This year’s Thanksgiving feast falls only a few days before the start of the global climate summit in Paris. Although the connections are not always obvious, the topic of food – and what you choose to eat – has a lot to do with climate change.
Our global agriculture system puts food on the table, but it also puts greenhouse gases (GHG) in the air, which represent a huge portion of global emissions. GHG emissions come directly from farms, such as methane from cows and nitrous oxide from fertilized fields, while other emissions come from the industries that support agriculture, such as fertilizer factories that consume fossil fuels.
Still other emissions come from natural lands, which have massive stocks of natural carbon stored in plants and soils. When natural lands are cleared to make room for more food production, the carbon in those natural pools is emitted to the atmosphere as carbon dioxide.
U.S. & World
Stories that affect your life across the U.S. and around the world.
Adding all these emissions together makes agriculture responsible for between roughly one-fifth and one-third of all global anthropogenic, or man-made, greenhouse gas emissions.
How can these emissions be reduced? My own research through the University of California Global Food Initiative has focused on evaluating a wide range of factors, from biofuels to local food systems.
Undoubtedly, broad emissions reductions must come from political action and industry commitments. Nevertheless, an enlightened consumer can also help achieve meaningful reductions in GHG emissions, particularly for the case of food. The trick is to understand what food means for your personal carbon footprint and how to effectively shrink this footprint.
On par with electricity
Zooming in from the global picture on emissions to a single home reveals how important our personal food choices are for climate change. You can use carbon footprint calculators, such as the University of California CoolClimate Tool, to get an idea of how important food is in relation to choices we make about commuting, air travel, home energy use and consumption of other goods and services.
For the average US household, food consumption will be responsible for about the same GHG emissions as home electricity consumption.
That’s a significant portion of an individual’s GHG footprint, but it could be seen as a blessing in disguise. While you may be stuck with your home or your vehicle for some time and their associated GHG emissions, food is something we purchase with great frequency. And every trip to the grocery store or farmer’s market is another opportunity for an action that has a significant and lasting impact on our climate.
Making concrete decisions, though, is not always straightforward. Many consumers are faced with a perplexing array of options from organic to conventional foods, supermarkets to farmers markets, and genetically modified organisms to more traditional varieties.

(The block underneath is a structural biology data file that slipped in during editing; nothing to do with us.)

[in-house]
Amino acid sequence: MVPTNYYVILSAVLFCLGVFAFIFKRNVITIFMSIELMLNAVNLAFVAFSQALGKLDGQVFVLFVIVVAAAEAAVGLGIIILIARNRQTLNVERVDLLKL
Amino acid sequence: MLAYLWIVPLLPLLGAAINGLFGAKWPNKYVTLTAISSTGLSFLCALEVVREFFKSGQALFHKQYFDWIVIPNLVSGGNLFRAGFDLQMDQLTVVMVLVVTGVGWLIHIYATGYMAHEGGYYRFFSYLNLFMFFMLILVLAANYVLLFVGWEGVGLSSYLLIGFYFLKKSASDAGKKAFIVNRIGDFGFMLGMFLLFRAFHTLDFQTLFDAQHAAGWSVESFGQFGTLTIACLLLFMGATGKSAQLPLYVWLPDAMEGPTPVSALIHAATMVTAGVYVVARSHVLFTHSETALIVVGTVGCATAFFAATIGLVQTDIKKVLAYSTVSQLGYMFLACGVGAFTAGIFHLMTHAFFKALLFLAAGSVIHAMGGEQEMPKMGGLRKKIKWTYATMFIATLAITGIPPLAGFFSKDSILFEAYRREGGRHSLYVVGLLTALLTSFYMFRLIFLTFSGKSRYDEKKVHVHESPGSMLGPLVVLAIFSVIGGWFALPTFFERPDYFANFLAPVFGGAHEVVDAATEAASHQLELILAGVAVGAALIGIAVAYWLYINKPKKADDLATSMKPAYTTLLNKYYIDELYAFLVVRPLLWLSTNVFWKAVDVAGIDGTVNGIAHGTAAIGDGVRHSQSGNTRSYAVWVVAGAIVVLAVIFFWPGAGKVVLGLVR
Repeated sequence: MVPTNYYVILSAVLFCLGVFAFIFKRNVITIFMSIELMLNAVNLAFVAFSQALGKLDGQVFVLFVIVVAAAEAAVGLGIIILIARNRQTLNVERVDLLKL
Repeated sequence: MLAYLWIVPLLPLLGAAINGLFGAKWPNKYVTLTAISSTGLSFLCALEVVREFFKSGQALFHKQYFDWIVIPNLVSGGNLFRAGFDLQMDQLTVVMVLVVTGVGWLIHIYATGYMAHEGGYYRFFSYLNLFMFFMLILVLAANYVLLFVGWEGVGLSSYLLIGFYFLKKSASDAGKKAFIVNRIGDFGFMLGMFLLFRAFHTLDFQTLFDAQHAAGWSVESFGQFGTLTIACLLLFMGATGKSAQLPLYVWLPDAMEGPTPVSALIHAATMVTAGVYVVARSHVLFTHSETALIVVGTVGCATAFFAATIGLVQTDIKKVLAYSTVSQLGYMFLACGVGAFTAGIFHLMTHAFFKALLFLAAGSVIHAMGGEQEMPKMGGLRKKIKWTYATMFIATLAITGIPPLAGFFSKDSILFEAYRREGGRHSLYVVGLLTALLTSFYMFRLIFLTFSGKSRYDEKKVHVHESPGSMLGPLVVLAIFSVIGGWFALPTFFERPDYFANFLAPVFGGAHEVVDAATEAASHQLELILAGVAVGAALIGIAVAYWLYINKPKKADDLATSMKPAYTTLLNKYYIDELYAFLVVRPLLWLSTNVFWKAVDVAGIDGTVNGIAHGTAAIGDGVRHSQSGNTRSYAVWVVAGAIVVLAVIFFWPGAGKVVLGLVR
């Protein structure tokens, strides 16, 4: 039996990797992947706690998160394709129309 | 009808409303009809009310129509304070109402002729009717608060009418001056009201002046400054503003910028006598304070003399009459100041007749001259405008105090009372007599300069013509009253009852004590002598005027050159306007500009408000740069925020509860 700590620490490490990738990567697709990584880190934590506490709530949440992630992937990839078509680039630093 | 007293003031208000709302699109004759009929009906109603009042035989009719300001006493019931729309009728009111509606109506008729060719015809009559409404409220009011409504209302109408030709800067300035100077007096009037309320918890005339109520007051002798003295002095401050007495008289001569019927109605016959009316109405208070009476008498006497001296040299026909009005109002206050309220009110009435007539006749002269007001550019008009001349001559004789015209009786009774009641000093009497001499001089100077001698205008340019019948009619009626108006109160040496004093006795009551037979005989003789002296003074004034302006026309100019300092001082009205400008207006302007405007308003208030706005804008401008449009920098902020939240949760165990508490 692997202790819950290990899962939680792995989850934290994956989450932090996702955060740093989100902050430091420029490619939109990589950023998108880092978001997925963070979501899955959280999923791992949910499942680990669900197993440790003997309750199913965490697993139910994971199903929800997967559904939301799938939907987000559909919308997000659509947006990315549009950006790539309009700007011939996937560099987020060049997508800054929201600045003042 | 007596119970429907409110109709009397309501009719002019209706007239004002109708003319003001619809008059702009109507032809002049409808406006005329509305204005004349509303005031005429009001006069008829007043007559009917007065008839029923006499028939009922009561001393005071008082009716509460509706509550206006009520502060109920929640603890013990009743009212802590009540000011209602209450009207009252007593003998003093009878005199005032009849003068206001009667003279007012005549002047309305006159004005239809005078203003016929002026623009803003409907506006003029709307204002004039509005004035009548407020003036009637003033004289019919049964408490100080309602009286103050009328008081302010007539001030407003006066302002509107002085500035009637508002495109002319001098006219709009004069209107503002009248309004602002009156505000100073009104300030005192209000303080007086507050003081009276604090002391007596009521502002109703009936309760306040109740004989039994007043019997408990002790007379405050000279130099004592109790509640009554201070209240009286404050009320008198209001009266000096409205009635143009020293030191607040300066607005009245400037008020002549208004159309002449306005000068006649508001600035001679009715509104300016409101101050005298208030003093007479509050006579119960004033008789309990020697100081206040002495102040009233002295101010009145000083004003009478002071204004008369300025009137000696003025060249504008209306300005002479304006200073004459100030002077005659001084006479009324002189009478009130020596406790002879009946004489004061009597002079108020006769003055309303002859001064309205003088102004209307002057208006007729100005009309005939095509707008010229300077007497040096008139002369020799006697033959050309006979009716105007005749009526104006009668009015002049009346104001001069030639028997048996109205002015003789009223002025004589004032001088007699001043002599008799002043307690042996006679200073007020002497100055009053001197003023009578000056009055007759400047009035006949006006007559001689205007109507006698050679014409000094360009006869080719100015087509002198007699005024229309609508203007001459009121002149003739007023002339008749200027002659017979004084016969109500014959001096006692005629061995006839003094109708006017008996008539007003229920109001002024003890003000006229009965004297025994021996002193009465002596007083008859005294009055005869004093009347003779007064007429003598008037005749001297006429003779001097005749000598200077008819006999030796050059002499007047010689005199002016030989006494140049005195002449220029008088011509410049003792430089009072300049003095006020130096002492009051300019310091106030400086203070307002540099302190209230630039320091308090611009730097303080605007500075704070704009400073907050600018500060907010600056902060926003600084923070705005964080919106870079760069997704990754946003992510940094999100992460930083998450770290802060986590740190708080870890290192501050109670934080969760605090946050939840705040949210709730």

And in truth, the carbon footprint of many food options is disputed in the scientific literature. Despite the need for more research, there appears to be a very clear advantage for individuals to chose a more plant-based diet. A meat-intensive diet has more than twice the emissions of a vegan diet. Reducing the quantity of meat (particularly red meat) and dairy on the table can go a long way to reducing the carbon footprint of your food.
Food miles and water recycling
Local food systems are popularly thought to reduce GHG emissions through decreased food transport or food miles. But in many cases food miles turn out to be a meaningful but small piece of the overall GHG emissions from food.
For example, a broad analysis of the U.S. food supply suggests that food miles may be responsible for less than 10% of the GHG emissions associated with food. This general trend suggests that where you get your food from is much less important than first-order issues, such as shifting to a more plant-based diet.
Where, then, does this leave a rapidly emerging local food movement?
For starters, there are some cases where food miles have greater importance. For example, food miles can play a big part in the carbon footprint of foods when airplanes or refrigeration are required during transport.
There is, however, untapped potential for locally produced food to deliver carbon savings around water and fertilizers.
When water is pumped long distances, it can add to food’s carbon footprint. Re-use of purified urban wastewater for irrigating crops represents one strategy for addressing this challenge but is only economically and environmentally feasible when food production is in close proximity to cities.
Using fossil fuels to produce fertilizers, such as ammonia, can also be a big piece of the carbon footprint of food. Nutrients in reclaimed wastewater and urban compost may provide a low-carbon alternative to fossil fuel-based fertilizers. But similar to water reuse, reusing nutrients is most easily done when there is a short distance between food production and consumption.
To be sure, buying local food doesn’t imply that food or nutrient recycling has happened. But developing local food systems could certainly be a first step toward exploring how to close the water and nutrient loop.
Dr. Elliott Campbell is an Associate Professor and the Stephen R. Gliessman Presidential Chair in Water Resources and Food System Sustainability in the Environmental Studies Department at UC Santa Cruz.
This article was originally published on The Conversation. Read the original article here.